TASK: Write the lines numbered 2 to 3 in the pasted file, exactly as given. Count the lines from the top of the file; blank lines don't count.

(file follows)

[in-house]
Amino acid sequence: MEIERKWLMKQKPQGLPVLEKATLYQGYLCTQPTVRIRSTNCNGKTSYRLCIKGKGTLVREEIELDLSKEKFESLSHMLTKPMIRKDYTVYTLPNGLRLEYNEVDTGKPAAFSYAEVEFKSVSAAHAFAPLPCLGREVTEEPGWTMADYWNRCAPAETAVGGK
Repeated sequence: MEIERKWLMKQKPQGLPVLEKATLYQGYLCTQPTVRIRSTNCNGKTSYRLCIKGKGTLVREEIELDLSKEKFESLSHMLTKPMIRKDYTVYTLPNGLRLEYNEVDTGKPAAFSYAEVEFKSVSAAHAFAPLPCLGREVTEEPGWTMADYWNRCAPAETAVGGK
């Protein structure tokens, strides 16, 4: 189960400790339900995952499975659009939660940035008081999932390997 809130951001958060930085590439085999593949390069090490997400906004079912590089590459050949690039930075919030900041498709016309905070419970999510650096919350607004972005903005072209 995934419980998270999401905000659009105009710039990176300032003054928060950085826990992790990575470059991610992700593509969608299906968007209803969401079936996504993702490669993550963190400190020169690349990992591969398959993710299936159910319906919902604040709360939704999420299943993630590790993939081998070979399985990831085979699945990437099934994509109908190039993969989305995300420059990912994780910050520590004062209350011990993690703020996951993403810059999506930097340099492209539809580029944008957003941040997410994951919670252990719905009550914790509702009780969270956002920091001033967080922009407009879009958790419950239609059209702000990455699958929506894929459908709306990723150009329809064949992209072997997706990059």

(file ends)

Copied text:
Amino acid sequence: MEIERKWLMKQKPQGLPVLEKATLYQGYLCTQPTVRIRSTNCNGKTSYRLCIKGKGTLVREEIELDLSKEKFESLSHMLTKPMIRKDYTVYTLPNGLRLEYNEVDTGKPAAFSYAEVEFKSVSAAHAFAPLPCLGREVTEEPGWTMADYWNRCAPAETAVGGK
Repeated sequence: MEIERKWLMKQKPQGLPVLEKATLYQGYLCTQPTVRIRSTNCNGKTSYRLCIKGKGTLVREEIELDLSKEKFESLSHMLTKPMIRKDYTVYTLPNGLRLEYNEVDTGKPAAFSYAEVEFKSVSAAHAFAPLPCLGREVTEEPGWTMADYWNRCAPAETAVGGK